The Story of One Pro Se Filer

Witness in court
Filing a bankruptcy case without an attorney can be treacherous. Getty Images

I was recently attending a session of Section 341 meetings of creditors with clients. In our district, the meetings are held in a conference room maintained by the US Trustee in the federal court house. The meetings are open to the public, but the only public contingent usually in attendance are other filers, their attorneys waiting for their own cases and the occasional stray creditor. Our meeting room has a table where the trustee, the attorney and the filer sit, but it also has several rows of chairs for interested parties or those waiting for their own cases to begin.

This is helpful setup, and I usually encourage my clients to arrive early so that they can watch the proceedings of a couple of other cases. This does wonders to quell butterflies and show clients that they’re not going to be publicly shamed, yelled at or even criticized.

I say that, then I see a pro se debtor subject herself to the questioning of one of our more experienced and compassionate trustees, I’ll call Mr. Trustee.

A pro se debtor is one who has filed the bankruptcy case without being officially represented by a lawyer. True, there is nothing in the bankruptcy code that requires you have a lawyer when you file a bankruptcy case. Just like you can represent yourself in a divorce or a personal injury case or virtually any other type of legal proceeding. But just because you can represent yourself doesn’t mean you should. Bankruptcy lawyers can seem expensive. But, as many of us explain to our clients, paying $2,000 or $3,000 to a bankruptcy lawyer is an investment in their present and their future that will save them many more thousands of dollars over many years.

And, yes, we do know that you’re broke and that it will be hard to come up with that money. But we can help you figure that out, too. Check out these articles if you want to know how we do that. 

Too Broke to File Bankruptcy?

Too Broke to File Bankruptcy? Part 2

Filing Bankruptcy Without a Lawyer: Can or Should You? 

So, Ms. Debtor arrived late to her meeting, explaining that she had mistaken the meetings in the adjoining room (conducted by another trustee) as the one she was expected to attend. She hurried over when she was told she was in the wrong place. Not a huge issue. I’ve done the same thing when I’ve been caught without the notice that contains the trustee’s name.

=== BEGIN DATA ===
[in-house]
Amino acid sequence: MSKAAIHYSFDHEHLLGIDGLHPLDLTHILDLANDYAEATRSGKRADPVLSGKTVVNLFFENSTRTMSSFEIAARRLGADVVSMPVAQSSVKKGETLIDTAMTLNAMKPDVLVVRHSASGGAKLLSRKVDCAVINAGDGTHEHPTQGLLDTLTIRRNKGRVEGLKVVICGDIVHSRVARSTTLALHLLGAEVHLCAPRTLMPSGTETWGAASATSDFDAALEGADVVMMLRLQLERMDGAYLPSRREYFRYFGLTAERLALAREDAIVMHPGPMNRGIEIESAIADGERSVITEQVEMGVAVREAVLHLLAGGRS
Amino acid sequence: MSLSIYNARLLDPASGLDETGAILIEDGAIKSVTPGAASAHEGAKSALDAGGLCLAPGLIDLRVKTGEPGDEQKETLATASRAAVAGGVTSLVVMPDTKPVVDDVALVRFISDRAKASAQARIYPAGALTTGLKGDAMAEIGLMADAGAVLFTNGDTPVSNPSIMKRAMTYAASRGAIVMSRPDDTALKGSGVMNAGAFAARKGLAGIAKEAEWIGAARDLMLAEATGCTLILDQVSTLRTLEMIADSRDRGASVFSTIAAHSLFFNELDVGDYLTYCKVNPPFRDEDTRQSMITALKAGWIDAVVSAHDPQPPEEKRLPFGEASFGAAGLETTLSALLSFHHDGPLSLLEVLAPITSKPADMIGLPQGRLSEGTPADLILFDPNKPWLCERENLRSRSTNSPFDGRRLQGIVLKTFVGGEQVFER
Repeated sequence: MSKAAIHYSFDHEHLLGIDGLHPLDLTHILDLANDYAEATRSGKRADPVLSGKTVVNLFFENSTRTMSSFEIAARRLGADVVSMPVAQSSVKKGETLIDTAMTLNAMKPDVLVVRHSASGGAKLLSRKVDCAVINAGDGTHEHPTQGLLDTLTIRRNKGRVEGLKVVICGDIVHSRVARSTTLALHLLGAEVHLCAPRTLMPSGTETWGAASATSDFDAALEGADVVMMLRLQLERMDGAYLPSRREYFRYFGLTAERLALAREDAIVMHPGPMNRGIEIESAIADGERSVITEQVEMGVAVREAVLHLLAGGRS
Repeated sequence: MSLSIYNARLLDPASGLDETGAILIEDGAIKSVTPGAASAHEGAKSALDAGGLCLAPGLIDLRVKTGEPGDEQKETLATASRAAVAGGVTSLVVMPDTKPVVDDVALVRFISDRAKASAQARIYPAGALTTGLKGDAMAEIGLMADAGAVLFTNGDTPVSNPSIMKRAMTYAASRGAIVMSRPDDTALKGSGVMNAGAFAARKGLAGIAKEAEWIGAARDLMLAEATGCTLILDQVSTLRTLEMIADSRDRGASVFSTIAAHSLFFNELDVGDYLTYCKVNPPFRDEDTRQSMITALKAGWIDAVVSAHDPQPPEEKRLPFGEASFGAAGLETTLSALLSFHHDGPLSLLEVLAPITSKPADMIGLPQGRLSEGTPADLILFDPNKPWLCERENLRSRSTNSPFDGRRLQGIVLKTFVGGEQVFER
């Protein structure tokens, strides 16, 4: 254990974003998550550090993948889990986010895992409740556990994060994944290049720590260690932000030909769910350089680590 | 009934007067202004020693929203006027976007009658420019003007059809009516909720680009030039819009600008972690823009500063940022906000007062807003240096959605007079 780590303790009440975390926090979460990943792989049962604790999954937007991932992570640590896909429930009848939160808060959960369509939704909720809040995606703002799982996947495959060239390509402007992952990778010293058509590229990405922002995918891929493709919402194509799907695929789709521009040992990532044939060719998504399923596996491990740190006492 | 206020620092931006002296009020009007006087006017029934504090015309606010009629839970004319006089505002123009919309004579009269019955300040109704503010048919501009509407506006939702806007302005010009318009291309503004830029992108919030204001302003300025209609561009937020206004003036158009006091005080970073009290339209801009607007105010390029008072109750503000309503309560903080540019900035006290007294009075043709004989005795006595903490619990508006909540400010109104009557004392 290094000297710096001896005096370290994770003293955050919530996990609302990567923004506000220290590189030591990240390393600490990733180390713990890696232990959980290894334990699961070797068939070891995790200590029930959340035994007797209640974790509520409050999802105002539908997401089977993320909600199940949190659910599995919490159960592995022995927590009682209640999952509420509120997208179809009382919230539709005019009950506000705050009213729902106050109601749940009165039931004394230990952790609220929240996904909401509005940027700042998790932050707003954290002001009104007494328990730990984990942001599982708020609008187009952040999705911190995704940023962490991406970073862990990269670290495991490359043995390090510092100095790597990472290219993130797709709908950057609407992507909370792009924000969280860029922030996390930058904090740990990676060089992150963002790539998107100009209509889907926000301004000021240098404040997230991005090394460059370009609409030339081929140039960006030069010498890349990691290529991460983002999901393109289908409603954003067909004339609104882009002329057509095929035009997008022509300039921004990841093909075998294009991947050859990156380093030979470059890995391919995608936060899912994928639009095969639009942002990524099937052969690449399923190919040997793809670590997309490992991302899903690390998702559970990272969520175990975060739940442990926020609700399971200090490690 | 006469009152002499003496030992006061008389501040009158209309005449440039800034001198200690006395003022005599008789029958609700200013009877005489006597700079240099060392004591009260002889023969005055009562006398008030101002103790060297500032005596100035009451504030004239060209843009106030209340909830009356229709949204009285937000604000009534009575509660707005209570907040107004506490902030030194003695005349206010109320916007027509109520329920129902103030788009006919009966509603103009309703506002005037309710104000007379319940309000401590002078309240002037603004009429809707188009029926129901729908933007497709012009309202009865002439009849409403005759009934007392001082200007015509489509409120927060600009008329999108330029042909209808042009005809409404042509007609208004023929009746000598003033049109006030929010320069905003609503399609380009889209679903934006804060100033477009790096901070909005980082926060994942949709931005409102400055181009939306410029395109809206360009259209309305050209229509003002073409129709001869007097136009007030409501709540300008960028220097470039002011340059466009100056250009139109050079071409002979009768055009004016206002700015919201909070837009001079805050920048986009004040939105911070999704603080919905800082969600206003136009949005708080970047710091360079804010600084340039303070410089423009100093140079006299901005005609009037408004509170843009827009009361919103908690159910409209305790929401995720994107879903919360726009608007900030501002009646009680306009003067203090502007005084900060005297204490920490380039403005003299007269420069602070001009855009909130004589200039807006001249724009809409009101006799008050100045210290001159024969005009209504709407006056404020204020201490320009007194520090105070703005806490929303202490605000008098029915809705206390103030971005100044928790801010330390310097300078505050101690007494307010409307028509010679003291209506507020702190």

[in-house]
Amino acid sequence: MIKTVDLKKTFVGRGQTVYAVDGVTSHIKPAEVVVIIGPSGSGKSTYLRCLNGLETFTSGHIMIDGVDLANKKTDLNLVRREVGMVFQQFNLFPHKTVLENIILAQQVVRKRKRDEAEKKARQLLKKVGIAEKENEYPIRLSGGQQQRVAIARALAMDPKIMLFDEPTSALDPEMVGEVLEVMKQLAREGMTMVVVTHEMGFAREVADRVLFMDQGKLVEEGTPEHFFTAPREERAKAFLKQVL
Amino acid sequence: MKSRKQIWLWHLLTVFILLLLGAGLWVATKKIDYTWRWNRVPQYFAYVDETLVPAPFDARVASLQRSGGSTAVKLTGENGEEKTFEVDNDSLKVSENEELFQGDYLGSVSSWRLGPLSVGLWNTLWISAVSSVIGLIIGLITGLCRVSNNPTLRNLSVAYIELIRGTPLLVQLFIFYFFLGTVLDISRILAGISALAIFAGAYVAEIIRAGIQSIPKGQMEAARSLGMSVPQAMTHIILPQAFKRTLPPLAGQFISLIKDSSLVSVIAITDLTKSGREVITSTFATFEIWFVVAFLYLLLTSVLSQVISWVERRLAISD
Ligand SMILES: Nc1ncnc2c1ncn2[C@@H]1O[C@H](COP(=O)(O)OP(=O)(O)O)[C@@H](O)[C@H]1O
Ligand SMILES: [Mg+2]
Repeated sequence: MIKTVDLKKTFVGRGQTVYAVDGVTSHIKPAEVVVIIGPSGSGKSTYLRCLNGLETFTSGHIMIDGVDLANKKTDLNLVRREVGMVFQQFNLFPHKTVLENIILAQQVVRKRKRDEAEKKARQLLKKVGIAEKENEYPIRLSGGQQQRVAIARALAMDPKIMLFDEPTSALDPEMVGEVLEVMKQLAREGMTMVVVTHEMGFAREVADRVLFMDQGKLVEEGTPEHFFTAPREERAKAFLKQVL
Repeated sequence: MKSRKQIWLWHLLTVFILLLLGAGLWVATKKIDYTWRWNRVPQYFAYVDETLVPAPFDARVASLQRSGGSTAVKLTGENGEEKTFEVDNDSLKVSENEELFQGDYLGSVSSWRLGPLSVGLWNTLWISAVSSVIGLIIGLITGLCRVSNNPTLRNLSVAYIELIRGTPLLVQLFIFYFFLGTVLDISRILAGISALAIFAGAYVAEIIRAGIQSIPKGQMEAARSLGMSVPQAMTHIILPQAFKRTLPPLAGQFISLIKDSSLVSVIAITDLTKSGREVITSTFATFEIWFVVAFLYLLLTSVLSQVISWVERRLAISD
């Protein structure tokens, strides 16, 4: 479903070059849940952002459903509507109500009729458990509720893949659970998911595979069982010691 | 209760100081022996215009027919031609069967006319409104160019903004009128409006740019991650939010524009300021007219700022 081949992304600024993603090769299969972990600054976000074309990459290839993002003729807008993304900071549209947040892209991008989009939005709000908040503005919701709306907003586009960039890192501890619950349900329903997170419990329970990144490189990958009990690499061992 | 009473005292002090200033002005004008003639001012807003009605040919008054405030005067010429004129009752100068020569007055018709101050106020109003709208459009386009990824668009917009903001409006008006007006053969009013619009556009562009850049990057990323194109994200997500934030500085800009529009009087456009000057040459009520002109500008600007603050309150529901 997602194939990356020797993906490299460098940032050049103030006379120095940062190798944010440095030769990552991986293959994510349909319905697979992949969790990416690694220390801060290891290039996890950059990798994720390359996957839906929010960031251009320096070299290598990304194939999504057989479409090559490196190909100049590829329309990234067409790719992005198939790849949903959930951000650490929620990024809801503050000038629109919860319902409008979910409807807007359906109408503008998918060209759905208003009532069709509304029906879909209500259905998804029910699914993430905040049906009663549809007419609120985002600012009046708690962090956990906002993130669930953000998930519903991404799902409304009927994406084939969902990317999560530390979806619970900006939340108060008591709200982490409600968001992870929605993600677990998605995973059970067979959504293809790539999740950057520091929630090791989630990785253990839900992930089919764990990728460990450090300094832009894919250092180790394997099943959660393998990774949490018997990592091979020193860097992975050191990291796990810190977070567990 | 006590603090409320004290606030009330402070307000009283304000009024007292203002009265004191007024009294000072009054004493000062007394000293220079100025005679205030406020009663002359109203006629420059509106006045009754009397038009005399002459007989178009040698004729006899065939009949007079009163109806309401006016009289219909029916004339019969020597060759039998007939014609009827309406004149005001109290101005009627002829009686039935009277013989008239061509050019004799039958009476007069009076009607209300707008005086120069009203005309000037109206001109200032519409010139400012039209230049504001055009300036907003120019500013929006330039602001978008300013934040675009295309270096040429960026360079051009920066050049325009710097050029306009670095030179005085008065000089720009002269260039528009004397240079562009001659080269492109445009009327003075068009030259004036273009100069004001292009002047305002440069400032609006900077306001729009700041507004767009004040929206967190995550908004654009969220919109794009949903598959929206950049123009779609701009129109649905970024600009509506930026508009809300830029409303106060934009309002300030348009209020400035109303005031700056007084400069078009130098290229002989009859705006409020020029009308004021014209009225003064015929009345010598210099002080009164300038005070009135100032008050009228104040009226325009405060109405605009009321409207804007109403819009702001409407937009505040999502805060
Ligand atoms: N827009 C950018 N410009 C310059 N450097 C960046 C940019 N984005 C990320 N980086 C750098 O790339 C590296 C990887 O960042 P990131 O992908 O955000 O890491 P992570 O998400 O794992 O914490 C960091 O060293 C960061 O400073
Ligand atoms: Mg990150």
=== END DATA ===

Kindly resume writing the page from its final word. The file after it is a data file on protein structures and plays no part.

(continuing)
Once the trustee invited her to sit down, things got really interesting.

You see, there are really several types of filers.

There are the people who truly have lots of debt, but no assets worth anything. These folks are often less sophisticated in the ways of courts and business and such and would never dream of attempting to represent themselves. Ironically, these folks would probably sail through just because they have nothing in the way of property that would interest a bankruptcy trustee.

There are those folks who have amassed a lot of assets. Generally, these filers are more sophisticated in the ways of courts and business and such and know what’s at stake and would never dream of representing themselves. Now, these folks would have a fair chance of making it through a case on their own. They may have property that would interest a trustee, but they may also have the experience, the patience and the time to learn the process and do it right.

Then there are those who’ve been playing the game for a long time, perhaps they’ve been in business or are in business for themselves. They’re usually pretty savvy about most things and think that there isn’t any reason why lawyers should have anything up on them. These are the folks who think that if they just read enough web sites, or order the right self-help book, they can successfully negotiate the ins and outs and come out the winner. These are the people most in danger of messing up their cases. They know just enough to file, but not enough to protect their assets.